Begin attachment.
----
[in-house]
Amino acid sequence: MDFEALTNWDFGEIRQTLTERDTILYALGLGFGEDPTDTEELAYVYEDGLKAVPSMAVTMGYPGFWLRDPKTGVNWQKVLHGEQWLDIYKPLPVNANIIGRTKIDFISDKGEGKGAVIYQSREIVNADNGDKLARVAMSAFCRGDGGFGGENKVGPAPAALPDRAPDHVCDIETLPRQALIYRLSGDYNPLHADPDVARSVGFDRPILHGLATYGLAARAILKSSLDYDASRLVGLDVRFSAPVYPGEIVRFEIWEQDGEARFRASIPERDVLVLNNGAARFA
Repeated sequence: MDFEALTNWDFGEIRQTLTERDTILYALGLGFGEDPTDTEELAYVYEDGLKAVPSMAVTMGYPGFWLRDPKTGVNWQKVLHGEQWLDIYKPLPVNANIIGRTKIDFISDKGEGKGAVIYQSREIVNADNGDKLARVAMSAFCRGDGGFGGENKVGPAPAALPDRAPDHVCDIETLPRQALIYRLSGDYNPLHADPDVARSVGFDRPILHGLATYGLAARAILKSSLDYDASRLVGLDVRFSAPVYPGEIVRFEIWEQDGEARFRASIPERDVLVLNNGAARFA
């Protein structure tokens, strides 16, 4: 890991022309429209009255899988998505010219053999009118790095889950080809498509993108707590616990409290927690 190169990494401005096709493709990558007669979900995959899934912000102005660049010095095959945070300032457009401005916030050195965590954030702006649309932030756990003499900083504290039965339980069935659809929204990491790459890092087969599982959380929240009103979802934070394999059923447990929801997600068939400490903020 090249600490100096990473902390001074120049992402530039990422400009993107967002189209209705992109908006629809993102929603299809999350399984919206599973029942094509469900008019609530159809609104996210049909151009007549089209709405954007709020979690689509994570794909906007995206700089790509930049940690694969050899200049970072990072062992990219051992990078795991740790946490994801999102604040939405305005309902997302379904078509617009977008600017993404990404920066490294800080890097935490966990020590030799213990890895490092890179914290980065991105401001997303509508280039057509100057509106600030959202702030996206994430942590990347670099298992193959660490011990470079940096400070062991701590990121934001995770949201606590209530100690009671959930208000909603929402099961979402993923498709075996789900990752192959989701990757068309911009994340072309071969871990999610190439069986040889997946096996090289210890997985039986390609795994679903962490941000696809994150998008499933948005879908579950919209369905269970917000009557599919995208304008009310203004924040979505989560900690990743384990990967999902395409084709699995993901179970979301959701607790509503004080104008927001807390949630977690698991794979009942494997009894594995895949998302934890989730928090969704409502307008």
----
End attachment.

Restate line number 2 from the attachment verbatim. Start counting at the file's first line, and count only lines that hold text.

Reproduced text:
Amino acid sequence: MDFEALTNWDFGEIRQTLTERDTILYALGLGFGEDPTDTEELAYVYEDGLKAVPSMAVTMGYPGFWLRDPKTGVNWQKVLHGEQWLDIYKPLPVNANIIGRTKIDFISDKGEGKGAVIYQSREIVNADNGDKLARVAMSAFCRGDGGFGGENKVGPAPAALPDRAPDHVCDIETLPRQALIYRLSGDYNPLHADPDVARSVGFDRPILHGLATYGLAARAILKSSLDYDASRLVGLDVRFSAPVYPGEIVRFEIWEQDGEARFRASIPERDVLVLNNGAARFA